Beans:  Beans continue getting beat down by the same thing….dollar higher, Brazilian acres, uncertainty in China.  At some point the story gets old, and traders move on.  Not saying we will see a rally, just saying we need something more to make a new low than the same stories, with $8.53 ¼ being the bottom for the November contract.  Seems like beans are happy in the range of $8.65-$8.94 as they have been since Aug 25th.  At least until the story comes!

For Fun:With the Christmas season fast approaching………ha ha….got you!  It’s not even Halloween yet!  But for some reason we are all seeing Christmas stuff in the stores.  Every year I catch myself saying….I swear it’s earlier each year.  Referred to as the “Holiday Creep” stores have been pushing Christmas displays and promotions into stores earlier and earlier each year.  So this is a real thing?   I walked into a store in Lincoln this weekend to see Christmas trees……

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In 2011 Walmart launched it “holiday layaway program” a month early (in mid-October), and now in 2015 Walmart launched it in August!  Kmart airing its first Christmas commercial last year in September, so get ready for the Christmas toy commercials.  Yikes!  I personally enjoy Christmas, but I am tired of it before it even gets here.  I mean really, Christmas?  I haven’t even bought my trick or treat candy yet…..know why?  It not even October yet…..

 

But consumers are to blame, apparently enough get excited and start buying.  Retailers only begin early because it increases sales, so crank the Christmas tunes and head on over to your local store and pick up a zombie mask, a Christmas tree, and a gallon of milk.

 

 

Greg Mockenhaupt

ProEdge Risk Management Consultant

P: (402) 685-5613 | Greg.Mockenhaupt@cvacoop.com

1007 County Road O

Oakland, NE 68045

www.cvacoop.com

Market Report


Dow +300.61
S&P +33.30
Nasdaq +91.76

 

The US stock market made an aggressive comeback this morning gaining back Friday’s losses, and the Chinese market also moved higher overnight easing tension in grains, however, strengthening currency has long term implications to exports.  US Dollar losing some traction this am, and oil down but back above $45

 

Grain Markets 12:00pm

Dec Corn +3 @ $3.66
Nov Beans +13 ½ @ $8.80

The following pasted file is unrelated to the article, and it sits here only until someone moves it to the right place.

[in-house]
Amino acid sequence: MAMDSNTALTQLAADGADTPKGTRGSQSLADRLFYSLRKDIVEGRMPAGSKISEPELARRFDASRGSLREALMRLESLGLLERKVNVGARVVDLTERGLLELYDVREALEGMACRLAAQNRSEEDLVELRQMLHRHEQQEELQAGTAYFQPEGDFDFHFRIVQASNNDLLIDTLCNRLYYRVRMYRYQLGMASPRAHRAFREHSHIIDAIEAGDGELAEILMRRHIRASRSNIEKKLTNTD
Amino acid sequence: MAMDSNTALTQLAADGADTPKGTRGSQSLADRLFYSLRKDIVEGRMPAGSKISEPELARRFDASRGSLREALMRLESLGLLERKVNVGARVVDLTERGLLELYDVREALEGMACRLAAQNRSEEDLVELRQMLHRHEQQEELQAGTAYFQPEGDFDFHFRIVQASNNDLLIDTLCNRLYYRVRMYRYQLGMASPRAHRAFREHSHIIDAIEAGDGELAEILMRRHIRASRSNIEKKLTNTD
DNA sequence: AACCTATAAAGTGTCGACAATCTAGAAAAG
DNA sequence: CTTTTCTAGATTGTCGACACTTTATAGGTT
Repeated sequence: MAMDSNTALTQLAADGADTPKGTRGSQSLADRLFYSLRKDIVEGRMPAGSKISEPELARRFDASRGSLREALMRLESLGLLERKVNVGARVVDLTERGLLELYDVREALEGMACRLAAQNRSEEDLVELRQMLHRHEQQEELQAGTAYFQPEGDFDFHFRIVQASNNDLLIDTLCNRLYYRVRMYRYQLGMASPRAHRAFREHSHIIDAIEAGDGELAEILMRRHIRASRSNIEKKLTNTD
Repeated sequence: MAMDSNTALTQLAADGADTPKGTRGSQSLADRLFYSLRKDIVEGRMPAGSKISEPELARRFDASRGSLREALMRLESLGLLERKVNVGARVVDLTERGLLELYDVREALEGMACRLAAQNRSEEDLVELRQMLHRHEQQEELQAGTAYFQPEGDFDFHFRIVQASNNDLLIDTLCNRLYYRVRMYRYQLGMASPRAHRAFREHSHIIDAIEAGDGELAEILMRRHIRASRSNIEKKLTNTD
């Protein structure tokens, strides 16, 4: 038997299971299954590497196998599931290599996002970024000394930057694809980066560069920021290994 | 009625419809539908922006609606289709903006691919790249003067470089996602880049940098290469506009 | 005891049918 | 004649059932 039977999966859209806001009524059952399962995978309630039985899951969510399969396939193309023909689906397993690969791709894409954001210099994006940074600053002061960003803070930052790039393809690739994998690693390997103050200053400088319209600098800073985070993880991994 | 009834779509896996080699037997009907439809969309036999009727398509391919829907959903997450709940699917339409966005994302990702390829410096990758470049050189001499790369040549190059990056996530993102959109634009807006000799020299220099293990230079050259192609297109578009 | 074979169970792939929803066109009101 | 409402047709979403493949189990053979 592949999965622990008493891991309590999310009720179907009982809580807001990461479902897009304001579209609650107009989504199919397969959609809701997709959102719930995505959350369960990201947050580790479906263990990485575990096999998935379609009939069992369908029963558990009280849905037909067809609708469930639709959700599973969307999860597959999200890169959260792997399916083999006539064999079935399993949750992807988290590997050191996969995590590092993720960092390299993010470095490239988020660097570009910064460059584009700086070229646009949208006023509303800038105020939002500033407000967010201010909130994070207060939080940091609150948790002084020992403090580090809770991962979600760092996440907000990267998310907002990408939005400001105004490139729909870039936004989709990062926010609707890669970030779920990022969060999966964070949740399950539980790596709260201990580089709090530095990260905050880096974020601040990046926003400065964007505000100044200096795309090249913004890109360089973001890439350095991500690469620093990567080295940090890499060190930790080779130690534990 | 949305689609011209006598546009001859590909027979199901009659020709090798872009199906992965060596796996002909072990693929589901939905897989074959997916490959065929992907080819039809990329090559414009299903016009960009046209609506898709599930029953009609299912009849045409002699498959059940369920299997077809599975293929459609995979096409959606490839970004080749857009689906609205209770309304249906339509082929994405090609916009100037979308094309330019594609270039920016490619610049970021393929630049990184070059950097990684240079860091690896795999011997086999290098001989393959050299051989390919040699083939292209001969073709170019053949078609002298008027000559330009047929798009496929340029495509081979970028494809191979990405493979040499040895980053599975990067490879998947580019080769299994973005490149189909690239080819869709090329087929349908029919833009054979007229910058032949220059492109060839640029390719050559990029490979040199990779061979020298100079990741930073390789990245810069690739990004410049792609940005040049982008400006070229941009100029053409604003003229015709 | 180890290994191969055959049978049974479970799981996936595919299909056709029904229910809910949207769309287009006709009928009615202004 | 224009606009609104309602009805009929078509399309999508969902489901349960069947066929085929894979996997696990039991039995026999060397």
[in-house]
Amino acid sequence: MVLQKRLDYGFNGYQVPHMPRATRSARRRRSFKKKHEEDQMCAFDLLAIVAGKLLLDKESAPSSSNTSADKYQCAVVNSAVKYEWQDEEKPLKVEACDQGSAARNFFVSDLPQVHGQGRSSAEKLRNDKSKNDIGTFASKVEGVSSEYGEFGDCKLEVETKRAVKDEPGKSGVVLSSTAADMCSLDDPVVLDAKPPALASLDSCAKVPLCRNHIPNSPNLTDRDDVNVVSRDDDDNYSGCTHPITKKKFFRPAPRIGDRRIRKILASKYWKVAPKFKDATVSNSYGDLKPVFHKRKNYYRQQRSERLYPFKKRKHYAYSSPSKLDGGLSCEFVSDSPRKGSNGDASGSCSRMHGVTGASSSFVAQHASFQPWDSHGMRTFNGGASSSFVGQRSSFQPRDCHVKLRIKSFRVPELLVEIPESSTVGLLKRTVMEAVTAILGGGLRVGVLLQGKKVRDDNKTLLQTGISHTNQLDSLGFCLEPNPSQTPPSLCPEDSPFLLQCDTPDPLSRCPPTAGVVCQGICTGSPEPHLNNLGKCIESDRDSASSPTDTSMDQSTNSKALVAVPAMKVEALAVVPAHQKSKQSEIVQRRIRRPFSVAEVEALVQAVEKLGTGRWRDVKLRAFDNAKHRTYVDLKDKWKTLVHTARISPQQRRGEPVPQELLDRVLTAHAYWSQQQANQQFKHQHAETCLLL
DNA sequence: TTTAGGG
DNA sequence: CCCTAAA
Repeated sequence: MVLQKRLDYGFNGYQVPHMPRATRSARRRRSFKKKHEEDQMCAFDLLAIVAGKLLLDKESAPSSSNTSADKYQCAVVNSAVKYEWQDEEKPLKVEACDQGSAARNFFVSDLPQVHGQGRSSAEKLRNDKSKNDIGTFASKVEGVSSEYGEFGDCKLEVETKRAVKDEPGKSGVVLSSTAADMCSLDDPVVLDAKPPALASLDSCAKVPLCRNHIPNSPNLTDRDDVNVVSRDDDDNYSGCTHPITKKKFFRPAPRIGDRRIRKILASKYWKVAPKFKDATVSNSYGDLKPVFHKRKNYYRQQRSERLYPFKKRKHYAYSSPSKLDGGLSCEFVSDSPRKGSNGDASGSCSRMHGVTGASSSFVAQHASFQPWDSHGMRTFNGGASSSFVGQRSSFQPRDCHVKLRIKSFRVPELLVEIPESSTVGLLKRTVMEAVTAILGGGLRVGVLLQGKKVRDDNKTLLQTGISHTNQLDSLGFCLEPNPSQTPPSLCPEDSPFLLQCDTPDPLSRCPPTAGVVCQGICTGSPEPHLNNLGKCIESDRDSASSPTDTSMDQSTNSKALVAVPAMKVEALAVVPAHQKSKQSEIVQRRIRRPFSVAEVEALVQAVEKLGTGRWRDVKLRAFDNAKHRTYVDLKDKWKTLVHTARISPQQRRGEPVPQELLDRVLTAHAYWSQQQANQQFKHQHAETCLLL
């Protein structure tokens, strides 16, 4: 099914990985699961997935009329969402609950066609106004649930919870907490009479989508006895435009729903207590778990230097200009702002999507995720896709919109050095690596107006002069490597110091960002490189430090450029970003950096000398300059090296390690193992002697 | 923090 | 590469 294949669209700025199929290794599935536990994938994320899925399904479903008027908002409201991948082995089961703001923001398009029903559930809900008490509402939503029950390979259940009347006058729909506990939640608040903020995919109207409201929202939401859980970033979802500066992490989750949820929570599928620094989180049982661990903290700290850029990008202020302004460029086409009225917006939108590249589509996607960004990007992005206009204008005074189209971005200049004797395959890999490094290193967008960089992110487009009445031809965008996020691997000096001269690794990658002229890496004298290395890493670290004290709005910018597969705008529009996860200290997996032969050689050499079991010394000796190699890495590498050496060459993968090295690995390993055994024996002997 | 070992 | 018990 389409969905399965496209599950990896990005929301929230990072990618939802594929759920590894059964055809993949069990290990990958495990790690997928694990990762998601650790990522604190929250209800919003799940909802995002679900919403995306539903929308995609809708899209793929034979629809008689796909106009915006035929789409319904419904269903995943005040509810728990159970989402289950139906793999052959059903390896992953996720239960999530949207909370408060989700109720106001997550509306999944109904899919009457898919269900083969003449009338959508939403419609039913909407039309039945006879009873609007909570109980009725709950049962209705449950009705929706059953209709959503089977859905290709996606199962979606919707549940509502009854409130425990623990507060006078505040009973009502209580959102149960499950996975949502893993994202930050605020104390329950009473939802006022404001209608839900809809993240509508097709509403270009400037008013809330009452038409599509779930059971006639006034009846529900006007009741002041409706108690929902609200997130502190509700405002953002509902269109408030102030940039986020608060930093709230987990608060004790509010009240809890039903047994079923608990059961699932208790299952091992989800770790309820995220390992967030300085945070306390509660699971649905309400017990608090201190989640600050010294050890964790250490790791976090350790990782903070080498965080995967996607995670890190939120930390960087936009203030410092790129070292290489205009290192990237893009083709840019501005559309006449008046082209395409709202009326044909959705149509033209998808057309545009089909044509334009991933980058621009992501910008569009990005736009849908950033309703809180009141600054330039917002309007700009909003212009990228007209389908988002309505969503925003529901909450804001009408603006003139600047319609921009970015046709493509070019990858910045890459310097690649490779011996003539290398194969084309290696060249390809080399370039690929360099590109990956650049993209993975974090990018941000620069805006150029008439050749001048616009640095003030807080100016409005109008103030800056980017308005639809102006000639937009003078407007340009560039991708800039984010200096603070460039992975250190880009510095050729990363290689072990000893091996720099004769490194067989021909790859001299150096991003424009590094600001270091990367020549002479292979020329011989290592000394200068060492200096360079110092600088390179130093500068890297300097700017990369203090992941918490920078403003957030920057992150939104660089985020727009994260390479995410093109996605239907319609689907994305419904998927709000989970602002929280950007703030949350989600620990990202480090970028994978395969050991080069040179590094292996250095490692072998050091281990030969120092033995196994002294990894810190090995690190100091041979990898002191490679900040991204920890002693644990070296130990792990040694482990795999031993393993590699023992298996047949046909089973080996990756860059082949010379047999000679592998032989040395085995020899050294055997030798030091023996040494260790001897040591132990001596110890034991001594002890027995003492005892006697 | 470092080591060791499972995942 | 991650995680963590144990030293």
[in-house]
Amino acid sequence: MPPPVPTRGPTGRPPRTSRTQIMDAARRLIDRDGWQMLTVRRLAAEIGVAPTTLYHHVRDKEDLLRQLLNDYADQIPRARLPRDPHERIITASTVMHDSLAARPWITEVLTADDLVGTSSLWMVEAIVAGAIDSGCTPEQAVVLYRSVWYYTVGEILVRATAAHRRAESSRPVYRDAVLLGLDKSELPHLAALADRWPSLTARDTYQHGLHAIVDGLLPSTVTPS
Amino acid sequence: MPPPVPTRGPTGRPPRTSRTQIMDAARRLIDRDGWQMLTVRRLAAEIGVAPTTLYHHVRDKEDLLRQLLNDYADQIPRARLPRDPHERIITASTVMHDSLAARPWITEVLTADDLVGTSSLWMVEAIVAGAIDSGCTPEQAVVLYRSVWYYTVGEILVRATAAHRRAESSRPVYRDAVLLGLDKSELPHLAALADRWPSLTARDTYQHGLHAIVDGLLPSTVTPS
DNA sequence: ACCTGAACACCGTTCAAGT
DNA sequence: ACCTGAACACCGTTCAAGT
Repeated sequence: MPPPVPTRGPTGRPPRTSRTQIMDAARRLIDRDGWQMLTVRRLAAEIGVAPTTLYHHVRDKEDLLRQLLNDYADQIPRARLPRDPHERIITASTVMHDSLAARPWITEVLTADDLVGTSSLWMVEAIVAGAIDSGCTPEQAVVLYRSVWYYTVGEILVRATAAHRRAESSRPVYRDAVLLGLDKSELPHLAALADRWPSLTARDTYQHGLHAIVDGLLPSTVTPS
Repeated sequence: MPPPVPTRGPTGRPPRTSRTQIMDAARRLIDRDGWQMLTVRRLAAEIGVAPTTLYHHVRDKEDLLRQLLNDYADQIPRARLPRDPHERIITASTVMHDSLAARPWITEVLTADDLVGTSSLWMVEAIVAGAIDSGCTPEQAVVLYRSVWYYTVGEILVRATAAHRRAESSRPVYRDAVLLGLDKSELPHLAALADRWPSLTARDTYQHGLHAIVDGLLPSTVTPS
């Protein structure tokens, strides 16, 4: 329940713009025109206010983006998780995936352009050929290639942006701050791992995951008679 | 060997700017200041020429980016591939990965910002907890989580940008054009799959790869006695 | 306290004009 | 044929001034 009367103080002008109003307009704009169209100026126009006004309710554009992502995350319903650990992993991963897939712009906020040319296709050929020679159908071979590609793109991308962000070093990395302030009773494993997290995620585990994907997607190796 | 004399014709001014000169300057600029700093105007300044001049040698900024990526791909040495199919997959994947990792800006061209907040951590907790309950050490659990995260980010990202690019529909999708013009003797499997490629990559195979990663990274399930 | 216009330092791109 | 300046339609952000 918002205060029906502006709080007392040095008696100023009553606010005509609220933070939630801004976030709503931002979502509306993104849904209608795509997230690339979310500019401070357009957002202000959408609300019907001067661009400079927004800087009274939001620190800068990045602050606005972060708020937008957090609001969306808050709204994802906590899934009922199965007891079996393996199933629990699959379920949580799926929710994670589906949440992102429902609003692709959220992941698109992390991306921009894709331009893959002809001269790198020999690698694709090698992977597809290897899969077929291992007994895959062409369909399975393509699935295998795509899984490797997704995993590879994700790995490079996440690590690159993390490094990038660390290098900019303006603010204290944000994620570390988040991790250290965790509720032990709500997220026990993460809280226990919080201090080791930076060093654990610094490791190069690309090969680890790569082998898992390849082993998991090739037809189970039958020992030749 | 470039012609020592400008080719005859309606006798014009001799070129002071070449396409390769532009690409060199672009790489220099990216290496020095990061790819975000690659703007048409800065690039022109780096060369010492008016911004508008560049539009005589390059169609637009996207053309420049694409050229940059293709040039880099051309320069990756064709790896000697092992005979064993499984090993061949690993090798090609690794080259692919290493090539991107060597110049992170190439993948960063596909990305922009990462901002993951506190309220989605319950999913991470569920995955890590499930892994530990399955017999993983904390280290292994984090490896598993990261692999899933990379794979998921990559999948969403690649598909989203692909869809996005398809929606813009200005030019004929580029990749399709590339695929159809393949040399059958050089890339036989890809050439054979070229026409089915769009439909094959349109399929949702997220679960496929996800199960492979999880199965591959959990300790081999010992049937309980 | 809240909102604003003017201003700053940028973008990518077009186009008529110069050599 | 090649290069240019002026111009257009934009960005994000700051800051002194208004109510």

Macro markets mentioned above have somewhat stabilized, gives us some strength on the overnight session as well as this morning.  I think we all know the markets have been less than eventful, and I cannot give you anything too exciting this week.  Glad to see a bounce this morning in the right direction.  Though grain has proven to be range bound in the beans, and slightly negative each day in the corn, we are likely to see some additional volatility with a short week and a report on Friday.

 

USDA supply and demand report later this week on the 11th.  It will be interesting to see if there are any changes to estimates.  It doesn’t seem like the trade is expecting to see much for a change if any.

 

My largest concern right now is basis.  Once we get into harvest and corn is going onto the ground, we are likely to see basis levels drop, so finding tools to limit basis risk for your harvest delivered crop should be at the top of your list for now.

 

Weather

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Fuel – AAA’s National Average for gasoline is $2.391, compared to $3.438 just a year ago.  Diesel $2.553 compared to last year at $3.796.

 

Nebraska current average for gasoline is $2.528 which is above the national average.  Take a look at the chart below, you can see Nebraska has been at orbelow the national average all year, until mid-July where Nebraska made its way to .137 over the national average.  It would be nice to see Nebraska get back down to average or below.

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The good news is diesel at $2.481 is below the average, and with the downtrend in oil likely to give us another break at the pumps, at some point it may be worth looking at filling on farm fuel storage for harvest.

http://www.fuelgaugereport.com/